The Terrific Tournament that Almost Wasn’t

23 07 2008

Last weekend was the 2008 Patriot Games in Truckee, hosted by RF Revolution.  It is a tournament that had started to be one of my favorites, Truckee hardly ever gets any hotter than 80 degrees in the summer, the racing is plentiful, and the hosting team goes all out. Not to mention that the scenery is beautiful.

I left work and began the journey around 7:30pm. It takes about 4 hours to get there, so i expected a long drive and a late arrival.  I was all set-had my GPS system and Ipod and Bluetooth ready to go, and blaring music and a stream of Jet barks down the freeway-I thought i had this drive made.

And then they closed the Freeway.

I am not a very confident driver. I need my GPS, and when that thing has a problem, I panic. I can’t imagine the thought of being lost. But thats what happened. The highway of I-5 west was blocked for some odd reason, so at around 9 at night it redirected me to Sacramento, where i tried to find the freeway entrance. The GPS told me to go one way-but every time I did it was blocked. Panicking, i flagged a cop down and he directed me. I was upset, i was transporting a Flyball Box and a Ez-up, and if i didn’t show up, bad things were going to happen.

It got worse. About 10 miles into Reno (where the hotel was), the warning light in my car went on. When that happens, you can estimate there is about 12 miles left in the tank. I made it, obviously, but the struggle wiped me out. And my cooler leaked, so my dinner was soggy…but in the room Jet and Riley were happy, despite getting there at 11:30, and knowing we had to get up at 5:30am.

The morning was better.  I had been wishing i could go home, but the Truckee river and the beautiful scenery was amazing. I could almost live there!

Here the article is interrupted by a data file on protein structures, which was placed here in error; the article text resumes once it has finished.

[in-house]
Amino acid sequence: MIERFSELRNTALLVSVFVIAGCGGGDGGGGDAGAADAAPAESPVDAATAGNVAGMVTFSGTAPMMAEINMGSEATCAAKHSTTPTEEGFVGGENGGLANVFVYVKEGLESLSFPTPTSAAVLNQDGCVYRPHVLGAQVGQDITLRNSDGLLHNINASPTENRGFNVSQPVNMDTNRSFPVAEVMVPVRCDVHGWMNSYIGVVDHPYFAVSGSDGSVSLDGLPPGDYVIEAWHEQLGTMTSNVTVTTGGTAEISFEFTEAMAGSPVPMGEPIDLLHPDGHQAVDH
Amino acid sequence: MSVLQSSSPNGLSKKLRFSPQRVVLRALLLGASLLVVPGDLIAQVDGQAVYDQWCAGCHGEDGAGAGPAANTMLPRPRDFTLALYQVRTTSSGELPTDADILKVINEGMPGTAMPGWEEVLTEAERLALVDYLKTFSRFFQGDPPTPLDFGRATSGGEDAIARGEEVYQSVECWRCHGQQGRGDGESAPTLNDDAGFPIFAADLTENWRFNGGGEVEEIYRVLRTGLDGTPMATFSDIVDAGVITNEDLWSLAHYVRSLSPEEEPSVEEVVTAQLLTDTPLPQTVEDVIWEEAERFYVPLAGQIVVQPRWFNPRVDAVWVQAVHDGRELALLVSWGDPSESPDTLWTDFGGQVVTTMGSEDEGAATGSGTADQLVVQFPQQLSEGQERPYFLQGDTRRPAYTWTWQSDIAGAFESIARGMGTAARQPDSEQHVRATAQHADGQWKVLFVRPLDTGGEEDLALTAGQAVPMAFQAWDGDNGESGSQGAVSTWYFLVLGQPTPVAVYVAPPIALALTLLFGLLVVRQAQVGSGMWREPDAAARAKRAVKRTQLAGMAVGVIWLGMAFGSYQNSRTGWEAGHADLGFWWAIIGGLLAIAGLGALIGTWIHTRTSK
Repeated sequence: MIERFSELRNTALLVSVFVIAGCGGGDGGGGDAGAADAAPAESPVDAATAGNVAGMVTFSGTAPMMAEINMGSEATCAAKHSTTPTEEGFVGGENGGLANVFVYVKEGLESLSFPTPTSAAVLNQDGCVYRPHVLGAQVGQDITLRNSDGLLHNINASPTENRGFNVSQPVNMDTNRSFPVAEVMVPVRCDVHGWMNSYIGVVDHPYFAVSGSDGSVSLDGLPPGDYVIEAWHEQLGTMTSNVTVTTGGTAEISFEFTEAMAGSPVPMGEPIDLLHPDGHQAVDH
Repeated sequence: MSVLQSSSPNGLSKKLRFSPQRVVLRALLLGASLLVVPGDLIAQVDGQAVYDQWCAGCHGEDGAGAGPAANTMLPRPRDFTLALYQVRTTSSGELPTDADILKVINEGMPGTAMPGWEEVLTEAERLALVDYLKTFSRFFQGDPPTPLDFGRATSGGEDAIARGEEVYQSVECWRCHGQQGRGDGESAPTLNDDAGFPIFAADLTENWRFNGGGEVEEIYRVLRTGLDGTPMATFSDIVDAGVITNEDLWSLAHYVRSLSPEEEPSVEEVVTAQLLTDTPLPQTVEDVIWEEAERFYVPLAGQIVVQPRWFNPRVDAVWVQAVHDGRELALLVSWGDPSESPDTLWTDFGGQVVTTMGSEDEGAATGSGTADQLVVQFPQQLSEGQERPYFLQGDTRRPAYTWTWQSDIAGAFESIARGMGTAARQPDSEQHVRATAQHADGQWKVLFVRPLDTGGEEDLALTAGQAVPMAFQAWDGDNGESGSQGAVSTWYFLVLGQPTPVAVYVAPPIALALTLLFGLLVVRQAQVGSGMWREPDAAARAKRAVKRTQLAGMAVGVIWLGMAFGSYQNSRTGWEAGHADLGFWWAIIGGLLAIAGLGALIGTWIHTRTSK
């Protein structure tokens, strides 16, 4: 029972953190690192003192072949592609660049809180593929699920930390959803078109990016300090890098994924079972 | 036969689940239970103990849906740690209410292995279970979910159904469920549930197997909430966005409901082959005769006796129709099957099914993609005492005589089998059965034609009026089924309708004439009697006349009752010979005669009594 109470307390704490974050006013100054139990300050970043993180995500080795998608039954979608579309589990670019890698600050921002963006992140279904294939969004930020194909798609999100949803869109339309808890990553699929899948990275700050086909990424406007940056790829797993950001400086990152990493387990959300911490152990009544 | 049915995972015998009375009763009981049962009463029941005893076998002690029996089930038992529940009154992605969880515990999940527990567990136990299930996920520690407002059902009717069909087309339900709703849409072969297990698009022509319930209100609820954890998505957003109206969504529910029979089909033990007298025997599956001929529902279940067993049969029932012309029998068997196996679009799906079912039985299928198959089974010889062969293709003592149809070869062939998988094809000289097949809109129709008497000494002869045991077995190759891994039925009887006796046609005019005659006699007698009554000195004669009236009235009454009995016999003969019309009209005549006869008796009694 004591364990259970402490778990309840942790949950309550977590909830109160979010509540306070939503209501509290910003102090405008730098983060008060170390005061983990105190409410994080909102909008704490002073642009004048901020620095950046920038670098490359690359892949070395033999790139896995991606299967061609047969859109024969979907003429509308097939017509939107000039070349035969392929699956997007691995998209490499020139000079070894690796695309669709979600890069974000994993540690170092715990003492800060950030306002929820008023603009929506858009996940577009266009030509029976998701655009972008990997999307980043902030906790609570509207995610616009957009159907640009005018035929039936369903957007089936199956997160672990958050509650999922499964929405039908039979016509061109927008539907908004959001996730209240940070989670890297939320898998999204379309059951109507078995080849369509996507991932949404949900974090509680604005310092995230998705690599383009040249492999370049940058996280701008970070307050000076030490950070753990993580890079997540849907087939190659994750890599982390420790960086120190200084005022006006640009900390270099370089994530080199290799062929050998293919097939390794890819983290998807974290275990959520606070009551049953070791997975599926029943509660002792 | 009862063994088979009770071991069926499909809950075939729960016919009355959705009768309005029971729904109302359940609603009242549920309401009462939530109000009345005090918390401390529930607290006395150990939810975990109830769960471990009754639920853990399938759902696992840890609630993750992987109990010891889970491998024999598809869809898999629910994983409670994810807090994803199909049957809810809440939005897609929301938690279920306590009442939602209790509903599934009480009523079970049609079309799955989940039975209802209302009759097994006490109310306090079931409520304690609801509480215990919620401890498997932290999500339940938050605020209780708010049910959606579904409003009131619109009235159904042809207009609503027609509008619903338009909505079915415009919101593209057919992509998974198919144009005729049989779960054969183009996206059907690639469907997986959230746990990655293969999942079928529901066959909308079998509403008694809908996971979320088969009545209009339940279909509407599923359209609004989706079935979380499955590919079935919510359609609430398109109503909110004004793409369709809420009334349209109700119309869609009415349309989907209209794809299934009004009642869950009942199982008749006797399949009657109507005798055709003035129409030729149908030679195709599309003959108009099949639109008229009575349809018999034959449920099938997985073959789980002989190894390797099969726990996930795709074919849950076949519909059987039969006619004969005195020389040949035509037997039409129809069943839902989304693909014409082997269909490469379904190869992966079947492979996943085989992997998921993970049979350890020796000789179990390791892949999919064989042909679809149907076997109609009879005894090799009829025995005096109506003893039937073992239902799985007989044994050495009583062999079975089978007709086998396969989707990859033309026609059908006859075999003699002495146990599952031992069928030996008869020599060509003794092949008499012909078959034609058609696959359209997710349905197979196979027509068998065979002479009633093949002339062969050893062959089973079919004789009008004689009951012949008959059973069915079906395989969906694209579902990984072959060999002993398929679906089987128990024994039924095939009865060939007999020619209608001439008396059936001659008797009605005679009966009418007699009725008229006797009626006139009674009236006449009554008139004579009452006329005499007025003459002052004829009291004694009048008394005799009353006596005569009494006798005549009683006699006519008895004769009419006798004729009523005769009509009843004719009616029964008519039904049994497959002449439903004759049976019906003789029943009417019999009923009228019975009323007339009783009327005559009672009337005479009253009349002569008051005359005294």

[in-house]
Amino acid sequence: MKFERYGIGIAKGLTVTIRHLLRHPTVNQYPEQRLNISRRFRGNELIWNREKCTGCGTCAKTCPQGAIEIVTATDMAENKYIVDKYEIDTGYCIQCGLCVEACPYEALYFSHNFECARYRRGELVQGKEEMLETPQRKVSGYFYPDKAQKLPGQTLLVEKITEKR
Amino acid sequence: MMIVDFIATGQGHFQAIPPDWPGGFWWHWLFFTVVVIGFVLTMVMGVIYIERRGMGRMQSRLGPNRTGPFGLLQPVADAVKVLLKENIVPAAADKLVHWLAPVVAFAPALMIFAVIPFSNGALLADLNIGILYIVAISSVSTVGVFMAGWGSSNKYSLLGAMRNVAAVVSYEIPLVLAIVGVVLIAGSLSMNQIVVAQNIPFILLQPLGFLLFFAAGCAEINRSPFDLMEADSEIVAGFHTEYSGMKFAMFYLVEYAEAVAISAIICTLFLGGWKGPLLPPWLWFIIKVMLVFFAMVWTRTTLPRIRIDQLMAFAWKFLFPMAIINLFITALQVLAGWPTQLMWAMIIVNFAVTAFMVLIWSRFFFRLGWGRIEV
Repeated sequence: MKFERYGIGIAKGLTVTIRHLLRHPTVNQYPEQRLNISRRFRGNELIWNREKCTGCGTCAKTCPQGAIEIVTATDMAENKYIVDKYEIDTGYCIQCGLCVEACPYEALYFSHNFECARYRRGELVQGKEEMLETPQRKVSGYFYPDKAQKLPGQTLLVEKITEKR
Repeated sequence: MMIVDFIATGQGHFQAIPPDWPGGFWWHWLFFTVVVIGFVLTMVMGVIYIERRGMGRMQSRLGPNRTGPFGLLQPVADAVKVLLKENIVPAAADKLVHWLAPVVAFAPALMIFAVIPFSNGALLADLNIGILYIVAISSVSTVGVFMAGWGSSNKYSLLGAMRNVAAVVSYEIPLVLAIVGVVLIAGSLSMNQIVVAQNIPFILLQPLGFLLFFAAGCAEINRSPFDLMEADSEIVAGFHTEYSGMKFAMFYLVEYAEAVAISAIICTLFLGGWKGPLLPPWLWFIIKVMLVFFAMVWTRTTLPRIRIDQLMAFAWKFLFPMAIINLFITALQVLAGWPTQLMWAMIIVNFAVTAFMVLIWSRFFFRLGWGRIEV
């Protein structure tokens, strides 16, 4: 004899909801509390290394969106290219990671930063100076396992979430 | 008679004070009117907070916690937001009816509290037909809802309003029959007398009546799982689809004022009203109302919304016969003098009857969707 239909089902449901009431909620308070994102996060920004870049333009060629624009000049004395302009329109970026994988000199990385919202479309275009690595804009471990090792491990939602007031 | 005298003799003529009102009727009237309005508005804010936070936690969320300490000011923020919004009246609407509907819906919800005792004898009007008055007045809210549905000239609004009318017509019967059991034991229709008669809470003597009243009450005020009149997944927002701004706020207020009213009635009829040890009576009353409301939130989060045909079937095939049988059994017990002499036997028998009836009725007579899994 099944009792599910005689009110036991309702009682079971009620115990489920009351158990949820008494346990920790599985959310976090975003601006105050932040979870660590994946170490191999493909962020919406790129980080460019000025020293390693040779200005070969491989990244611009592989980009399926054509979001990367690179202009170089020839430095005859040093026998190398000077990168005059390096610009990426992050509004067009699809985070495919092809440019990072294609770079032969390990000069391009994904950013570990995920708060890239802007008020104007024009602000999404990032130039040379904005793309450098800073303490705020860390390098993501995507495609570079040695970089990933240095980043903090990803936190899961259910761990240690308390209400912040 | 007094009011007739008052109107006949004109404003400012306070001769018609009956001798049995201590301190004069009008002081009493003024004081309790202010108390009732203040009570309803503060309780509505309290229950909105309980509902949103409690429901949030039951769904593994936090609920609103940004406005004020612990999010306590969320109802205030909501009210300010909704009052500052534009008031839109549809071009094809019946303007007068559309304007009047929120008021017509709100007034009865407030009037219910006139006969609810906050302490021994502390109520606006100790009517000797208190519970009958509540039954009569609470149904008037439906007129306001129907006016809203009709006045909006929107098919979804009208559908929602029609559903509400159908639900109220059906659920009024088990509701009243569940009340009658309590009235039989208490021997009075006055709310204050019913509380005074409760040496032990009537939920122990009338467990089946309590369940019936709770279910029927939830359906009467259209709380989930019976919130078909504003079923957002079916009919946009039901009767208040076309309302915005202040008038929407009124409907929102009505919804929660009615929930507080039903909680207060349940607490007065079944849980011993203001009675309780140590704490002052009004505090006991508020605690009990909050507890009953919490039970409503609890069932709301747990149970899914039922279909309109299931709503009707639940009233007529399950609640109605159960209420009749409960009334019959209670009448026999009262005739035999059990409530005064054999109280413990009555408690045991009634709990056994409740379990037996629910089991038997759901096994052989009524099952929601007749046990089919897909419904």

RF Revolution went all out at this tournament. They made racing schedules buy club, so everyone had their own, there were two rings, a nice raffle, vendors, and a great lane set up. There was a little dirt road off to the side of our campsite, where i could let the two dogs go potty off leash and they could run around a bit and Jet could dig and Riley could chase chipmunks.

And this is what made the terrible trip a terrific one…the second race of the day, Jet was starting, and we were racing PAW. The PA system had music playing-though when you are running it is hard to pay much attention to it.  The heat began, Jet took off, flew down the lane, snatched up the ball, and i swear-rocketed back. He slammed into his tug and I looked up to see the times…4.19 seconds! Whoo! I was screaming and cheering at him and giving him the best tugging he’s ever had. He had just beat his fastest NAFA time again…and he had been the closest he has ever been to beating his overall personal best time of 4.12 seconds, (in a pass).  I noticed that the music that was playing was Smash Mouth’s All Star. Couldn’t have been more appropriate.

Sunday came, hot in the morning, with no wind to help cool it down. Since we were up at around 4,000 ft, the elevation made the sun feel stronger, and the heat felt magnified. It seemed like it would be hotter than Saturday, but out of no where the sun was blocked out by the clouds and rain broke out. It was not enough to stop the racing, but it made everyone feel better since the heat practically vanished.  Jet got to run start each race, and was running between 4.3s and 4.5’s all day.

Jet’s team came home with 1st place ribbons both days. Even though we broke out once each day…(which is frustrating since we were a 5 dog team and its harder to seed those), we had a great time and Jet’s times, especially the 4.1, were awesome.  We ran out of Pemmikan though, so i think i need to buy more than one each time i order! So, despite the horrible drive up, the tournament was awesome, i will look forward to attending again in 09′.